Bringing Your Retail Vision to the Web
For retail people, for many small business owners, they have a vision of the web site that they really hope to see, but have problems then translating from their vision to the details that technical folks need so that the vision can be realized.
Being able to take that vision and then turn it into wire frames or functional specifications that technical people need to make that vision a reality is a good skill to have. Many folks still do not speak geek, nor should they be required to speak geek in order to get their ideas across so that the vision that the retail store has can become reality.
First, while not truly an information security issue, anyone that walks the line between business and technology knows that there are some things that need to be done, and done well to ensure that the process is smooth, and well understood by both parties in the process.
Developing a quick project template, charter, and working with the business folks on must have, nice to have, should not have is important in bringing a project on line. This is where the technical translator or e-commerce liaison should be working with the business owners to work out exactly what they are looking for. Even down to color, systems it should talk to, and what role that web site will play in the greater role of the company. It does not matter the size of the web site, really in working with the business unit, or small storeowner, they should have a document trail to follow back on, and as the consultant, so should you. If the storeowner comes along later to move a nice to have to the must have category, you need to have a document trail that shows the initial thoughts, and then explain that this kind of change will do X Y or Z to the project, cost or timeline.
Standard project management, time lines, functional specifications, color schemas, charters, wire frames, and signed approval of all of them by the storeowner. Working with non-technical people who are requesting that what ever is designed must do things, and would be great if we could do this as well, then need to understand how the impacts to change will alter the product. Business people start thinking, and then start wanting to throw everything possible into the original 1.0 version of the web site. When really, it might be best to wait and see how the technology will be adopted down the road and then maybe waiting until V2.0 or even the V3.0 web site will incorporate that technology. Bringing the visionary to the table and explaining reality may be difficult, but showing them what others in the space are doing (follow the herd mentality) has benefits when dealing with any business owner of a project.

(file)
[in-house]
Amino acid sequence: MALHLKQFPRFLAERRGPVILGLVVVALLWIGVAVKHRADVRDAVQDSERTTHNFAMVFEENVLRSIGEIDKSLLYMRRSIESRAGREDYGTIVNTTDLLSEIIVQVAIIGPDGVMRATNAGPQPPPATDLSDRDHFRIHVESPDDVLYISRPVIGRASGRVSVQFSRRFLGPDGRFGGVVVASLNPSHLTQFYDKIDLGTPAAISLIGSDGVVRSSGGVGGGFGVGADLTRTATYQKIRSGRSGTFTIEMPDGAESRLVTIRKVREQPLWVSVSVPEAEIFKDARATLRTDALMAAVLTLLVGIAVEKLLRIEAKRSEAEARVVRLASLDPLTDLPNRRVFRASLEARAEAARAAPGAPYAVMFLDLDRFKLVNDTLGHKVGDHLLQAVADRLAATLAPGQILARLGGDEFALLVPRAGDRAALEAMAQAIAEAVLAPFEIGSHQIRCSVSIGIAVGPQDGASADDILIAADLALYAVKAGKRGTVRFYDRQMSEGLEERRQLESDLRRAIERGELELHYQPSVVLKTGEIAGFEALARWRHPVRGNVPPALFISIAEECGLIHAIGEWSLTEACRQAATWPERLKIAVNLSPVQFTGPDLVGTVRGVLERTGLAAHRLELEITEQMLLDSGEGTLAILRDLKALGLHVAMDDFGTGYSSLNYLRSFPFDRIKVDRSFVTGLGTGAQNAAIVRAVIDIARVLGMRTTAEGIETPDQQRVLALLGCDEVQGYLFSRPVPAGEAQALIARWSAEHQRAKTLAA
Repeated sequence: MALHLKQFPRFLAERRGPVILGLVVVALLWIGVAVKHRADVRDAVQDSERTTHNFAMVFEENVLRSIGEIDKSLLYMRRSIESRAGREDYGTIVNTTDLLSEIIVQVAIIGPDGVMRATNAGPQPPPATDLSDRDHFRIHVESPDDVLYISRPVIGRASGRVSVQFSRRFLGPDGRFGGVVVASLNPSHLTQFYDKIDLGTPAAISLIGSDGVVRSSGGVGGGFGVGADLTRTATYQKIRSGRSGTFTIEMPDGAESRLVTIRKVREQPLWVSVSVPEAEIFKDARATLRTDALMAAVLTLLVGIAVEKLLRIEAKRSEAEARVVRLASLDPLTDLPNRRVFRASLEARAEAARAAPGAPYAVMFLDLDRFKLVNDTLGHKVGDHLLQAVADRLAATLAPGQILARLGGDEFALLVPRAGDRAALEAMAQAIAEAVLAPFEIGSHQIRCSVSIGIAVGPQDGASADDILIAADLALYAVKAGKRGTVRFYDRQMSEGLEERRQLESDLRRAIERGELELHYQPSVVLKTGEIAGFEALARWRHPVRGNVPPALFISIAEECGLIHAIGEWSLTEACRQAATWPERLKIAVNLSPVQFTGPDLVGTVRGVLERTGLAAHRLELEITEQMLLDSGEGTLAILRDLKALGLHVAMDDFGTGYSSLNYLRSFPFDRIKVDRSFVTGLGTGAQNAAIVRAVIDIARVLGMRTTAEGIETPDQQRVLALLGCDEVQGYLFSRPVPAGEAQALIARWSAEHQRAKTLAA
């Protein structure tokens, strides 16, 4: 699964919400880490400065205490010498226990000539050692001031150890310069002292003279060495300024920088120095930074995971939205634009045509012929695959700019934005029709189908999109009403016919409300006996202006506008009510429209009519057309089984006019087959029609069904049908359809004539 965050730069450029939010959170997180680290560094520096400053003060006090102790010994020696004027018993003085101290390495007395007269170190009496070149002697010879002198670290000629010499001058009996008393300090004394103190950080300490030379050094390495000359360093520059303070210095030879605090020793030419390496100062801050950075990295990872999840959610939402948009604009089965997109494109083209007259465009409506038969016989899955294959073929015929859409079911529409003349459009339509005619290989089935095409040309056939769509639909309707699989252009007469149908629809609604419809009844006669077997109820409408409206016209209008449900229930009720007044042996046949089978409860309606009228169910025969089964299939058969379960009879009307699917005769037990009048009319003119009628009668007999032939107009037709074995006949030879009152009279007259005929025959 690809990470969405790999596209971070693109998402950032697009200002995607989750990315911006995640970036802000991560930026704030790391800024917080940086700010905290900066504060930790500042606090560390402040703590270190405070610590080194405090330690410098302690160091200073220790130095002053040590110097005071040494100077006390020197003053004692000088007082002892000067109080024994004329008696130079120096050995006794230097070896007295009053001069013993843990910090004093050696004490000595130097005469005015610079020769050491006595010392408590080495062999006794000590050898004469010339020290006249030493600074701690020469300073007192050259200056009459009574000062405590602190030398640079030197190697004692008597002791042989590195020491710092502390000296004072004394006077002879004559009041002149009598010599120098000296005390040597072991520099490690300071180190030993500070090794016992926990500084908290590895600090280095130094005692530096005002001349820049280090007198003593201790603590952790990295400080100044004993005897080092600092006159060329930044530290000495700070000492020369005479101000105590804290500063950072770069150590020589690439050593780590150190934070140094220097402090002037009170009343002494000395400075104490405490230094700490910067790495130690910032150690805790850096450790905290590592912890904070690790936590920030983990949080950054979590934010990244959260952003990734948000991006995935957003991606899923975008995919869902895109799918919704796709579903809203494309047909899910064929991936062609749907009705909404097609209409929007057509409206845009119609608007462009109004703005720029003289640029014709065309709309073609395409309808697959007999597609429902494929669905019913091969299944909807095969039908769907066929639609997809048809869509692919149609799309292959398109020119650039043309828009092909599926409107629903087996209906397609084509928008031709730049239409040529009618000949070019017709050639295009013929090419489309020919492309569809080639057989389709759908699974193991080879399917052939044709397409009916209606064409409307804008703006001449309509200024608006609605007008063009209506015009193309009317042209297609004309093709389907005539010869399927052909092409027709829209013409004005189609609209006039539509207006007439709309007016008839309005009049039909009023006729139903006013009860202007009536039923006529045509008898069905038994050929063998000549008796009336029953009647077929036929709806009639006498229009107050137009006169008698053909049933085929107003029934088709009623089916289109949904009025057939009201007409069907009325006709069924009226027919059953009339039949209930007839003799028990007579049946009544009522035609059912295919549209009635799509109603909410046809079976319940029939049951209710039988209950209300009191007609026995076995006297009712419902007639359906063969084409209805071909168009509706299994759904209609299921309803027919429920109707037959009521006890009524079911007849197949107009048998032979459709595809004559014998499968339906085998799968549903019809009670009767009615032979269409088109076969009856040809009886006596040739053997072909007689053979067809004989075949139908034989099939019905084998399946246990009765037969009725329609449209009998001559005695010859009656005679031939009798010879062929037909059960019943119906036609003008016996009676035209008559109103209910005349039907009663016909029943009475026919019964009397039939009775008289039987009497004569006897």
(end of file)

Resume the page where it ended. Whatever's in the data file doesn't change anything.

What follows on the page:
Readers are probably yelling at this point, yes, but what is the point?
The point is that small business owners, small retailers and even business projects within business units see something that they want, either because it is new and shiny, or because the competition is doing the same thing. The technical liaison between the geeks and the business unit needs to guide both sides into something that can be done, meets as much of the vision as is technically possible, and leave a lot of the nice to haves until later versions of the web site. That is a very important and difficult message to get across in any project, and one that is critical to the success of the project. A retailer is either not going to want to learn that they have to maintain, update, and otherwise work with the web site, or they do not have the bandwidth to do so, or the technical staff to do so. Nor are they likely to want to keep on thinking that the web site is going to continue to consume company resources that could be spent elsewhere.
A metaphor I have often used in deflating and working with this mind set is that the web site is like a car, you have to change the oil, windshield wipers, and make sure that it stays clean. A well run web site is no different, and while a car has 15,000 mile checkups, the web site is going to go through a continual evolution as the market landscape changes. The web site cannot be static anymore than the store can always sell the same goods year after year. The metaphor seems to work, even if it is simplistic, and should not be confused with the idea that the internet is a series of tubes or that anyone got the internet last Tuesday.
Retailers are not computer scientists, nor are computer scientists and programmers business folks. The bridge point liaison needs to be able to walk in both worlds, and know what is possible and what is something that should be left until later in the process. Good project managers should be able to play this point with both must haves and nice to haves ,and work with the vested parties to work out a suitable schedule. Even when dealing with very vague ideas, asking a lot of questions of the business unit, in getting them to sit down with the project manager and working out as much of the vision as possible before ever getting to a developer pays off in the longer run.
Dan Morrill has been in the information security field for 18 years, both
civilian and military, and is currently working on his Doctor of Management.
Dan shares his insights on the important security issues of today through
his blog, Managing
Intellectual Property & IT Security, and is an active participant in the
ITtoolbox blogging community.